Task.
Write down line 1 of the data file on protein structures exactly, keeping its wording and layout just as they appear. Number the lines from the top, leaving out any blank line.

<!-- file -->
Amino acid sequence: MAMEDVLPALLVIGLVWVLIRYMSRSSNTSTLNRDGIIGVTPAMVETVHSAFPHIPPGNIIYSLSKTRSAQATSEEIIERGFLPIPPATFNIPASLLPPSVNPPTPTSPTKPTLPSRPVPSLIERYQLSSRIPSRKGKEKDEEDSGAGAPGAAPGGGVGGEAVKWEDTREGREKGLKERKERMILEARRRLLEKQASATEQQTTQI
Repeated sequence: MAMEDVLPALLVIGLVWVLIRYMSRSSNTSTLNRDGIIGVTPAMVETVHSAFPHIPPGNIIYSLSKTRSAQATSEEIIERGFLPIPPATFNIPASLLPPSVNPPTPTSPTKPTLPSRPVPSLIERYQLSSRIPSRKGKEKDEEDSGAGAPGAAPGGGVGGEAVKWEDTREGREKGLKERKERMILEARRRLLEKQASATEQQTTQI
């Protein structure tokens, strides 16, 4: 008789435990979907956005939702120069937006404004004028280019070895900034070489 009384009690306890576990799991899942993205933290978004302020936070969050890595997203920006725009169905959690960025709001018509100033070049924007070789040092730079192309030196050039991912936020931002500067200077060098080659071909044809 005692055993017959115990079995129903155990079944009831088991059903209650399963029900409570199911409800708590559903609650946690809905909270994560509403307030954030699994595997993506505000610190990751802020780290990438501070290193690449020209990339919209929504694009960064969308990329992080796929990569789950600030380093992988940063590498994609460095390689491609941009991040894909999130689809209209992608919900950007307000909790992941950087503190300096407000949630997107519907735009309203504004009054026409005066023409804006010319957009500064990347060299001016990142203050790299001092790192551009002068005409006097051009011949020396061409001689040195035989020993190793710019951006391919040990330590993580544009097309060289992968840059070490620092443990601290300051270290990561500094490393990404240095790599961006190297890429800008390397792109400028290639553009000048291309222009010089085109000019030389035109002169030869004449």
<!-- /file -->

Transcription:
Amino acid sequence: MAMEDVLPALLVIGLVWVLIRYMSRSSNTSTLNRDGIIGVTPAMVETVHSAFPHIPPGNIIYSLSKTRSAQATSEEIIERGFLPIPPATFNIPASLLPPSVNPPTPTSPTKPTLPSRPVPSLIERYQLSSRIPSRKGKEKDEEDSGAGAPGAAPGGGVGGEAVKWEDTREGREKGLKERKERMILEARRRLLEKQASATEQQTTQI